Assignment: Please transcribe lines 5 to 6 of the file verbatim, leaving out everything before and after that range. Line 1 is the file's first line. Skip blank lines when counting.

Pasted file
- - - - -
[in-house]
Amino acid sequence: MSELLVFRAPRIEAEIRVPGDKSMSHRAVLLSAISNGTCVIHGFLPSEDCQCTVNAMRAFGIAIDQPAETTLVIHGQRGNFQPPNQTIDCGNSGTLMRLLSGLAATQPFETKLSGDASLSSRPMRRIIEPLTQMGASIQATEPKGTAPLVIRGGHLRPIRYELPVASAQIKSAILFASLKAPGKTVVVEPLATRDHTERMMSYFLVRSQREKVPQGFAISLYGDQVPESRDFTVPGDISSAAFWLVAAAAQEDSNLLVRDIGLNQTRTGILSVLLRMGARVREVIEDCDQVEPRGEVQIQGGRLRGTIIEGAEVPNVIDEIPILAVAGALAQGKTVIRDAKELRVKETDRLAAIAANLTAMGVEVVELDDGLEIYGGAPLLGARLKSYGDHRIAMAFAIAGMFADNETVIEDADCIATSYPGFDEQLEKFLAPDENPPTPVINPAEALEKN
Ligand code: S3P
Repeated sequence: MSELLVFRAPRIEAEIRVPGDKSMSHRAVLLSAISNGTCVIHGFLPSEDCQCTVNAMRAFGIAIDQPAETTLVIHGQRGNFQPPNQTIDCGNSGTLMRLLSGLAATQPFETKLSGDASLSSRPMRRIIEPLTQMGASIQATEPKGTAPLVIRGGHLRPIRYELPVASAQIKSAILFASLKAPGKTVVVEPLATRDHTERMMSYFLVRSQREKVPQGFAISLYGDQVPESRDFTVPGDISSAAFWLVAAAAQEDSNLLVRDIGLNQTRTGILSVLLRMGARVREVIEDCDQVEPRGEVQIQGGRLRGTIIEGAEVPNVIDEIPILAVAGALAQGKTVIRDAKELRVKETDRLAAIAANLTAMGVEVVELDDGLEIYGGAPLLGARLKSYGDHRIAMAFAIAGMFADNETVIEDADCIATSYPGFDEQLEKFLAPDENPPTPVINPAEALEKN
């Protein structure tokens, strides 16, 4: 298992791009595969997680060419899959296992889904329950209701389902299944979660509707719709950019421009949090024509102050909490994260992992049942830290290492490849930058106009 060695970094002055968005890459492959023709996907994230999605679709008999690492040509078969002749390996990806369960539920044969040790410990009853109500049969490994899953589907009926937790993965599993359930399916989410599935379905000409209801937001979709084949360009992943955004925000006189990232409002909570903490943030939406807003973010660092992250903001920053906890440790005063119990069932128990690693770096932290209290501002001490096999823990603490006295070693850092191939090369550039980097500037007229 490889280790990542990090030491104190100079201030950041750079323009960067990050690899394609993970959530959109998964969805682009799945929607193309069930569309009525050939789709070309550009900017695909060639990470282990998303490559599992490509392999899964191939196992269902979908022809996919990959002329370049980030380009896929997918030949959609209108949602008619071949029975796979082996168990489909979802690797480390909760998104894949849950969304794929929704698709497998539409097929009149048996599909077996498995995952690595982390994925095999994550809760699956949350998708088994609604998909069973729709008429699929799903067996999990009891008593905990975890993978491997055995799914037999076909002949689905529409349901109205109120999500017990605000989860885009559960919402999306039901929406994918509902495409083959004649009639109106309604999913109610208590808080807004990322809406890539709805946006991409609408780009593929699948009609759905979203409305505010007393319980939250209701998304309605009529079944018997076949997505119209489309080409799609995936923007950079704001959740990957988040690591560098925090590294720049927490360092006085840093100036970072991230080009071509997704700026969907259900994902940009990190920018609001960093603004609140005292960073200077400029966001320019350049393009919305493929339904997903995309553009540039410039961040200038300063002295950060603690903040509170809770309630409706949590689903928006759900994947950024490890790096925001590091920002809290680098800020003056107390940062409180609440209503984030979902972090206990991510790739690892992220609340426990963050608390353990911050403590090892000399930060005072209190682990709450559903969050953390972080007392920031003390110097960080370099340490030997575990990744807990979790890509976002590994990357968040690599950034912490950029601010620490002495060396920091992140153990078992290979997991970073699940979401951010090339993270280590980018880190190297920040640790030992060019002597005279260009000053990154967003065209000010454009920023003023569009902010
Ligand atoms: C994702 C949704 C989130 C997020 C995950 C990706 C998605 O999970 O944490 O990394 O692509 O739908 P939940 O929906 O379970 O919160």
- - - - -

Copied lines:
């Protein structure tokens, strides 16, 4: 298992791009595969997680060419899959296992889904329950209701389902299944979660509707719709950019421009949090024509102050909490994260992992049942830290290492490849930058106009 060695970094002055968005890459492959023709996907994230999605679709008999690492040509078969002749390996990806369960539920044969040790410990009853109500049969490994899953589907009926937790993965599993359930399916989410599935379905000409209801937001979709084949360009992943955004925000006189990232409002909570903490943030939406807003973010660092992250903001920053906890440790005063119990069932128990690693770096932290209290501002001490096999823990603490006295070693850092191939090369550039980097500037007229 490889280790990542990090030491104190100079201030950041750079323009960067990050690899394609993970959530959109998964969805682009799945929607193309069930569309009525050939789709070309550009900017695909060639990470282990998303490559599992490509392999899964191939196992269902979908022809996919990959002329370049980030380009896929997918030949959609209108949602008619071949029975796979082996168990489909979802690797480390909760998104894949849950969304794929929704698709497998539409097929009149048996599909077996498995995952690595982390994925095999994550809760699956949350998708088994609604998909069973729709008429699929799903067996999990009891008593905990975890993978491997055995799914037999076909002949689905529409349901109205109120999500017990605000989860885009559960919402999306039901929406994918509902495409083959004649009639109106309604999913109610208590808080807004990322809406890539709805946006991409609408780009593929699948009609759905979203409305505010007393319980939250209701998304309605009529079944018997076949997505119209489309080409799609995936923007950079704001959740990957988040690591560098925090590294720049927490360092006085840093100036970072991230080009071509997704700026969907259900994902940009990190920018609001960093603004609140005292960073200077400029966001320019350049393009919305493929339904997903995309553009540039410039961040200038300063002295950060603690903040509170809770309630409706949590689903928006759900994947950024490890790096925001590091920002809290680098800020003056107390940062409180609440209503984030979902972090206990991510790739690892992220609340426990963050608390353990911050403590090892000399930060005072209190682990709450559903969050953390972080007392920031003390110097960080370099340490030997575990990744807990979790890509976002590994990357968040690599950034912490950029601010620490002495060396920091992140153990078992290979997991970073699940979401951010090339993270280590980018880190190297920040640790030992060019002597005279260009000053990154967003065209000010454009920023003023569009902010
Ligand atoms: C994702 C949704 C989130 C997020 C995950 C990706 C998605 O999970 O944490 O990394 O692509 O739908 P939940 O929906 O379970 O919160």